Ohana, Take the Attorney General's Advice

Haaretz.
Haaretz Editorial
Ohana and Ben Ari-Ginsberg at the farewell to Shai Nitzan.
Justice Minister Ohana and Orly Ben Ari-Ginsberg at the farewell ceremony for Shai Nitzan, Dec. 18, 2019.Credit: Ohad Zwigenberg
Haaretz.
Haaretz Editorial

The High Court of Justice did the right thing Wednesday when it froze the appointment of Orly Ginsberg Ben-Ari as acting state prosecutor in response to the petition filed by the Movement for Quality Government. This was after Justice Minister Amir Ohana chose her for the post, ignoring the opinion of Attorney General Avichai Mendelblit.

On Tuesday Mendelblit offered Ohana a way out by presenting two alternative candidates: Southern District attorney for civil matters Zion Eluz, and deputy attorney general for civil matters Orit Cotev. That was after Ohana had made it clear to Mendelblit that he would not appoint the latter’s preferred candidate, Shlomo Lemberger.

Ohana has to understand that the suspicion aroused by the appointment of Ginsberg Ben-Ari is natural. The State of Israel is in an unprecedented situation, in the midst of a third election campaign and trapped in a political dead end because of the legal predicment of Prime Minister Benjamin Netanyahu, who is facing three indictments for bribery, fraud and breach of trust.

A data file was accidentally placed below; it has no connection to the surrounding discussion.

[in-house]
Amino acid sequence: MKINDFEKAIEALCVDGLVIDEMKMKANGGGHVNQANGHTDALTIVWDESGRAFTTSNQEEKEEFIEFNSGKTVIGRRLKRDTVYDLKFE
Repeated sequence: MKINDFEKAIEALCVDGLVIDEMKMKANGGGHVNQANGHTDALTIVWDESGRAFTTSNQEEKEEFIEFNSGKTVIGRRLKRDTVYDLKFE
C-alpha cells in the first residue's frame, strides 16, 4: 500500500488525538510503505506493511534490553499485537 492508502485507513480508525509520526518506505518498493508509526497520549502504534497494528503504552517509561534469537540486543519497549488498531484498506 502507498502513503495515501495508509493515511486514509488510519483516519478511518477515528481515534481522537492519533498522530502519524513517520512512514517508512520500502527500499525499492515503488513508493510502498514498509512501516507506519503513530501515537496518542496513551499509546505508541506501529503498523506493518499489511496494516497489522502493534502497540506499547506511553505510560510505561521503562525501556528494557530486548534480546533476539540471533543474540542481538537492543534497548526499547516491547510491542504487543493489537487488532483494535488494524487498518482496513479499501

Under these circumstances, how can the public accept the appointment of someone in a relatively junior position – deputy Central District district attorney – against the attorney general’s position and the opinion of Civil Service Commissioner Daniel Hershkowitz? What’s more, the appointment is being made by a minister in a transition government who has repeatedly castigated the judicial system, and the public atmosphere is rent by a battle between the branches of government being conducted by the prime minister himself.

At the farewell ceremony Wednesday for the retiring state prosecutor, Shai Nitzan, Mendelblit spoke of the incessant attacks on the two of them because they were dealing in a professional fashion with the cases against the prime minister. Nitzan, Mendelblit said, “was subject to baseless slander and recently had to be assigned personal security.” Mendelblit made it clear that his objection to the appointment of Ginsberg Ben-Ari wasn’t’ “a personal issue, but an overall view of the way we should act to make sure that [Nitzan’s] replacement can do his job independently and impartially, while maintaining the public’s confidence in his motives and decisions.”

If Ohana is truly motivated solely by professional considerations and wants to reduce the level of public suspicion, he would do well to withdraw the controversial appointment, avoid the legal drama it will generate and choose one of the candidates proposed by Mendelblit. This would be a confidence-building move restoring stability to the judicial system and the relationship between the justice minister and the attorney general.

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